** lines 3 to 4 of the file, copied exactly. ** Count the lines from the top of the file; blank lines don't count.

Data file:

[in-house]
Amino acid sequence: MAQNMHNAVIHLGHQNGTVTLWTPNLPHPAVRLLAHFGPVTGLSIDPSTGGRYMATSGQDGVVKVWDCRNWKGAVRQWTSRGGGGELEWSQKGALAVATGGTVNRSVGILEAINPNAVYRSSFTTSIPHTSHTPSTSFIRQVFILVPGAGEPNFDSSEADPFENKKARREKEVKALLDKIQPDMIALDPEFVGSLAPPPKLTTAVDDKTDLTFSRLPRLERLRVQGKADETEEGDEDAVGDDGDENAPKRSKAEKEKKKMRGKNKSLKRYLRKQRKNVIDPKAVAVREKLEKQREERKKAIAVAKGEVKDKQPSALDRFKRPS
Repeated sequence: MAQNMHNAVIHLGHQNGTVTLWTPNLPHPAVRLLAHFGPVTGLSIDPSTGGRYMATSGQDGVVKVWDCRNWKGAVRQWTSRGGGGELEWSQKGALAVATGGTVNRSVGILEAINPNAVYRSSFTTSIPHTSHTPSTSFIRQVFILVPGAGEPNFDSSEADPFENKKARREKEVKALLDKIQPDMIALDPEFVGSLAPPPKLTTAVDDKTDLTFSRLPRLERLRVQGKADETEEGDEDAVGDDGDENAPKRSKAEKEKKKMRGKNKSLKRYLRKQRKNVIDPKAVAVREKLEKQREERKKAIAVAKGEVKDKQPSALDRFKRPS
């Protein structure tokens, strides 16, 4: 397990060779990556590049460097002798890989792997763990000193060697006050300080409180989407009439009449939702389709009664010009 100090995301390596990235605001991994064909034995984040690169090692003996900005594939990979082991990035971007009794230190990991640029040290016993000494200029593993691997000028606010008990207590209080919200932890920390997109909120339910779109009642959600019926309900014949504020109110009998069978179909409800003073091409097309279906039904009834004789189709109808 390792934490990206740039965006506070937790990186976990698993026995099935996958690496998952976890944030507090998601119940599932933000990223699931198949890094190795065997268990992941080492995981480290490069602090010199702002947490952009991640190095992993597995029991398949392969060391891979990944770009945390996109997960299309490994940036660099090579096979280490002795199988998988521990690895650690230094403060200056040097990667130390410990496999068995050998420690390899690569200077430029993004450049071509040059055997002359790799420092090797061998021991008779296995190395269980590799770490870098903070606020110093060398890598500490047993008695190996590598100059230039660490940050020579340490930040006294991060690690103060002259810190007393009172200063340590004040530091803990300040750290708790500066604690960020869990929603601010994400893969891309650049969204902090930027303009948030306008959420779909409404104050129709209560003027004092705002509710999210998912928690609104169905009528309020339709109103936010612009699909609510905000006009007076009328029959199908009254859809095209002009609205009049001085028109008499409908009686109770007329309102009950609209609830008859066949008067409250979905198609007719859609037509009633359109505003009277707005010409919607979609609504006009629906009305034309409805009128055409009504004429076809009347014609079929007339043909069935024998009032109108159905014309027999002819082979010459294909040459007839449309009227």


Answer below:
Repeated sequence: MAQNMHNAVIHLGHQNGTVTLWTPNLPHPAVRLLAHFGPVTGLSIDPSTGGRYMATSGQDGVVKVWDCRNWKGAVRQWTSRGGGGELEWSQKGALAVATGGTVNRSVGILEAINPNAVYRSSFTTSIPHTSHTPSTSFIRQVFILVPGAGEPNFDSSEADPFENKKARREKEVKALLDKIQPDMIALDPEFVGSLAPPPKLTTAVDDKTDLTFSRLPRLERLRVQGKADETEEGDEDAVGDDGDENAPKRSKAEKEKKKMRGKNKSLKRYLRKQRKNVIDPKAVAVREKLEKQREERKKAIAVAKGEVKDKQPSALDRFKRPS
């Protein structure tokens, strides 16, 4: 397990060779990556590049460097002798890989792997763990000193060697006050300080409180989407009439009449939702389709009664010009 100090995301390596990235605001991994064909034995984040690169090692003996900005594939990979082991990035971007009794230190990991640029040290016993000494200029593993691997000028606010008990207590209080919200932890920390997109909120339910779109009642959600019926309900014949504020109110009998069978179909409800003073091409097309279906039904009834004789189709109808 390792934490990206740039965006506070937790990186976990698993026995099935996958690496998952976890944030507090998601119940599932933000990223699931198949890094190795065997268990992941080492995981480290490069602090010199702002947490952009991640190095992993597995029991398949392969060391891979990944770009945390996109997960299309490994940036660099090579096979280490002795199988998988521990690895650690230094403060200056040097990667130390410990496999068995050998420690390899690569200077430029993004450049071509040059055997002359790799420092090797061998021991008779296995190395269980590799770490870098903070606020110093060398890598500490047993008695190996590598100059230039660490940050020579340490930040006294991060690690103060002259810190007393009172200063340590004040530091803990300040750290708790500066604690960020869990929603601010994400893969891309650049969204902090930027303009948030306008959420779909409404104050129709209560003027004092705002509710999210998912928690609104169905009528309020339709109103936010612009699909609510905000006009007076009328029959199908009254859809095209002009609205009049001085028109008499409908009686109770007329309102009950609209609830008859066949008067409250979905198609007719859609037509009633359109505003009277707005010409919607979609609504006009629906009305034309409805009128055409009504004429076809009347014609079929007339043909069935024998009032109108159905014309027999002819082979010459294909040459007839449309009227």